A CV just starting to need rebuilding will give you that steady low level almost untraceable constant vibration. Put the two together and that sounds like what you described. Something else, too, if someone didn't rebuild a CV correctly, you'll get the same thing.

Quicky test - pull the front drive shaft, drop it in 4HI, and drive it around and see what happens. Replace the front and drop the rear and repeat. That'll tell you straight up whether I'm right or not and which ones doing what. Obviously, make sure you don't do this in AWD mode. laugh

Edward
Posted By: Ian Sharpe

Re: Custom driveshaft vibrations - 10/29/15 08:29 AM

Tks Ed,

I dont see how the pinion could be out, it was OK before I did the transfer case swap.

I have tried it without the front shaft & its all good. Ive also tried it without the rear & it still gives the vibes.

I have sent all the info to Tom Wood for the angles etc. One of the things to come out of having the angles measured is that that because I had to clock the transfer case upwards a bit to clear the front torsion bar, that has got the front yoke pointing upwards at 5.5 deg. It then meets a downward pointing driveshaft of 3.4 degs, so that operating angle is 8.9 degrees.
Posted By: ES_97Sport

Re: Custom driveshaft vibrations - 11/03/15 12:25 AM

Originally Posted by Ian Sharpe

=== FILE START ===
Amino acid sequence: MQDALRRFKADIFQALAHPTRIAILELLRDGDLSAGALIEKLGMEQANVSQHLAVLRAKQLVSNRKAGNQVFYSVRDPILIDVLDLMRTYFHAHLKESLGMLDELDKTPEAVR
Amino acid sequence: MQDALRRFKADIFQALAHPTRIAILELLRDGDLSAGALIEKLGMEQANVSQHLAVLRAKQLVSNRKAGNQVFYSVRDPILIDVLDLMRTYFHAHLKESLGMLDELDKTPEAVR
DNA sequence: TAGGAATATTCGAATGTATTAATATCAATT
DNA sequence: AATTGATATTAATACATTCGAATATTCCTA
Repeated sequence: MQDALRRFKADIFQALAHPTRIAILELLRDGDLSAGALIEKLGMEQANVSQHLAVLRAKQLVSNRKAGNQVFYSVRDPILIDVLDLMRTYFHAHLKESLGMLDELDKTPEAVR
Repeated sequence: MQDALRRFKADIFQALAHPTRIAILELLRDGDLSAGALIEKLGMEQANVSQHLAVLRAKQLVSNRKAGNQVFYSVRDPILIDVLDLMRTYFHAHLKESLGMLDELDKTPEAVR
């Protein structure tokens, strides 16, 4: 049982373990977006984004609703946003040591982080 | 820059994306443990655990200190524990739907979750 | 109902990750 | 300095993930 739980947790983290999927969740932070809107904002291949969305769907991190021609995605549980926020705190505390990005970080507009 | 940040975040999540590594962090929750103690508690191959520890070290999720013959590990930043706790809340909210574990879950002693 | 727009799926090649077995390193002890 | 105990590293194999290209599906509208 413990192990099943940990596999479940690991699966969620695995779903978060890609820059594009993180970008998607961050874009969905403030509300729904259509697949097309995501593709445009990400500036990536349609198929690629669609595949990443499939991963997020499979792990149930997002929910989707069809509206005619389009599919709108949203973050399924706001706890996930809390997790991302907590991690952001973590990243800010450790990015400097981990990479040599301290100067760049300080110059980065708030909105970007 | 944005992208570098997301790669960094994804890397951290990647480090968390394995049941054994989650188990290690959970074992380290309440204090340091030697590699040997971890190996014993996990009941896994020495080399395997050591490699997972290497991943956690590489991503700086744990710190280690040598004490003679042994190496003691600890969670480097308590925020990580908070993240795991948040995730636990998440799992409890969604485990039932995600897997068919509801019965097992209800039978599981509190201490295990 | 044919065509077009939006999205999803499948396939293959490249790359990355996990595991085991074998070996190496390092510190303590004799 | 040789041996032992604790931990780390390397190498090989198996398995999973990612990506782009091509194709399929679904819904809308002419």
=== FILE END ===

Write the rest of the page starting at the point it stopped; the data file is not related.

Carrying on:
... others who have done this mod, ie dual cases, have used the NP231 which doesnt have the highway 4wd mode, so shaft vibrations may not have reared their head


Nope, if anyone tells you this that's BS. Even with the crazy angles I'm running with the SAS and the pasted together SYE on the front output of the Mitsu t-case, I could run 55-60 MPH in 4WD on the highway and it was so smooth you couldn't tell it was in 4WD.

Originally Posted by Ian Sharpe
I dont see how the pinion could be out, it was OK before I did the transfer case swap.

I have tried it without the front shaft & its all good. Ive also tried it without the rear & it still gives the vibes.


No worries. It doesn't take much; sometimes all it takes is a bushing or mount sagging a little or loosening up to through everything off. In your case, since you're running IFS in the front, that's unlikely. smile

Ok. That means that the problem is in the front drive line. That narrows it down.

Quote
... One of the things to come out of having the angles measured is that that because I had to clock the transfer case upwards a bit to clear the front torsion bar, that has got the front yoke pointing upwards at 5.5 deg. It then meets a downward pointing drive shaft of 3.4 degs, so that operating angle is 8.9 degrees.


Ok, so ... you did what I got away from by running the split drive shaft. My front output yoke points up, too, but with the split drive shaft, by the time I'm to the CV, its flat with the frame.

5.5 degrees upward at the front output yoke, then downwards 3.4 degrees to the differential pinion. And, you have a CV at the transfer case and a U-joint at the differential. Starts about 80KPH and its an existing problem since the conversion.

Now, I have a question. How does the pinion, u-joint and CV line up? This isn't a u-joint/u-joint setup. The pinion should be in align with the drive shaft. You should be able to draw a straight line through the pinion, u-joint and drive shaft. The angle in a CV setup is handled by the CV, not the u-joint.